Discussion questions for classrooms
- What is the difference between clinical prevention and community prevention?
- Why should healthcare be involved in improving the community conditions that shape health?
- What inherent assets does healthcare bring to the table that can complement or propel community change efforts?
- If your neighbor was told to exercise more by a doctor, would that be easy to do in your community? Why or why not?
- Think about any local healthcare institutions, including hospitals or clinics. What kind of history do they have in the community? How did this help or hurt their standing as a potential advocate?
- How do payment and billing mechanisms incentivize or disincentivize healthcare’s participation in prevention work?
Resources from Prevention Institute
A Community Centered Health Home acknowledges that factors outside the healthcare system affect patient health outcomes. This fact sheet addresses basic questions about the CCHH model, including what a CCHH is, why healthcare organizations should consider the model, and what we’ve learned from pilot sites across the country.
In Community Centered Health Homes: Bridging the gap between health services and community prevention, PI outlines an approach that community health centers can take to promote community health as they deliver high quality medical services.
To explore how the work of community clinics matched up with the principles of Community-Centered Health Homes, Prevention Institute visited or interviewed more than a dozen clinics across California.
Momentum is building for healthcare organizations to contribute to advancing population health. This brief reviews and analyzes what we’ve heard from clinics actively involved in community change – particularly clinics doing early testing of the CCHH model – and summarizes what we’ve learned over the years.
What is an ACH? An Accountable Community for Health (ACH) is a structured, cross-sectoral alliance of healthcare, public health, and other organizations that plans and implements strategies to improve population health and health equity for all residents in a geographic area.
The Accountable Community for Health (ACH) model is emerging as a promising vehicle toward reaching the full potential of the Triple Aim-particularly efforts to improve population health.
This brief outlines the ACH model with examples of collaborations throughout the country, and recommends several concrete actions for organizations interested in taking the next step toward adopting the ACH approach.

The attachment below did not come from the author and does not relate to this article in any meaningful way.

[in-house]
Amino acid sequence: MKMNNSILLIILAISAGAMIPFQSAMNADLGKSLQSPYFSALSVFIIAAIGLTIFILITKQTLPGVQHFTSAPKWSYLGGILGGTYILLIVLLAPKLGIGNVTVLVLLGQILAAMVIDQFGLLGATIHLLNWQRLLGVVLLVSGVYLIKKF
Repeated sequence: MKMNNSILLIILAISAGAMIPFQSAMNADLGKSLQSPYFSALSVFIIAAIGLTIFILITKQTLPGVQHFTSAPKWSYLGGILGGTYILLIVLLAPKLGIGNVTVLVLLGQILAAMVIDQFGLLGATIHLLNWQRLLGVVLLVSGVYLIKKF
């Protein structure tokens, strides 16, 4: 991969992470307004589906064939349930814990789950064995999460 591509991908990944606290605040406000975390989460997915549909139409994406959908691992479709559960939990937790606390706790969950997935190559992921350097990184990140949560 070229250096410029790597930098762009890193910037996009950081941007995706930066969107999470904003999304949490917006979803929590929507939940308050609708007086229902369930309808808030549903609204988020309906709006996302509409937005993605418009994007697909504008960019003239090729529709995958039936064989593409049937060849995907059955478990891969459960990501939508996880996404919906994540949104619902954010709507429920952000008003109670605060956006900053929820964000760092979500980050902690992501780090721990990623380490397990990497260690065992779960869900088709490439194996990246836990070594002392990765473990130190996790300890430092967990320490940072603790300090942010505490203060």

*** For up-to-date news on healthcare, see Prevention Institute’s Weekly Media Digest posts in the Prevention Institute Blog ***
Episcopal Health Foundation is committed to help lead this transformation to create healthier communities, and demonstrate our faith by caring for the health of our neighbors. EHF invests millions of dollars in organizations, programs, and church projects that improve the health of the 10 million people living throughout the 57-county region served by the Episcopal Diocese of Texas. EHF is currently funding a Community-Centered Health Homes (CCHH) demonstration project among select health centers in Southeast Texas.
LPHI brings a unique approach to clinical transformation, combining skilled practice coaches with extensive clinical expertise in factors that influence patient health outcomes and healthcare costs. With decades of experience helping healthcare organizations transform their operations to provide quality, patient-centered care, LPHI is a valued partner in achieving better care, smarter spending and healthier people. LPHI implemented the first Community-Centered Health Homes (CCHH) demonstration projects by supporting five health centers throughout the Gulf Coast.
BCBSNCF’s goal is to make a difference in the health of North Carolinians. They work with our grantees as partners to support nonprofit sustainability, collaborate on shared outcomes, and create lasting change. BCBSNCF is currently implementing a Community-Centered Health Homes (CCHH) initiative with two sites in North Carolina.
The Association for Community Health Improvement is the premier national association for community health, community benefit and healthy communities professionals. It delivers education, professional development, peer networking and practical tools that help health leaders expand their knowledge and enhance their performance in achieving community health goals.
Democracy Collaborative is a national leader in equitable, inclusive and sustainable development through our Community Wealth Building Initiative. This initiative sustains a wide range of Advisory, Research and Field Building activities designed to transform the practice of community/economic development in the United States.
Practical Playbook’s mission is to advance collaboration among public health, primary care, and others to improve population health. They do this by providing practical implementation tools, guidance, and resources.
Build Health Places Network’s mission is to catalyze and support collaboration across the health and community development sectors, together working to improve low-income communities and the lives of people living in them. BPHN connects leaders and practitioners, curates resources and examples of what works, and builds the knowledge base for cross-sector collaboration.
Baylor committed $15 million over three years to create the Diabetes Health and Wellness Institute at the Juanita J. Craft Center in the Frazier community of South Dallas. The institute will provide an on-site physician and nurse practitioner in addition to nutrition and cooking classes and a diabetes drug distribution system. It will also collaborate with other community organizations, such as public health programs, schools and churches, to improve health.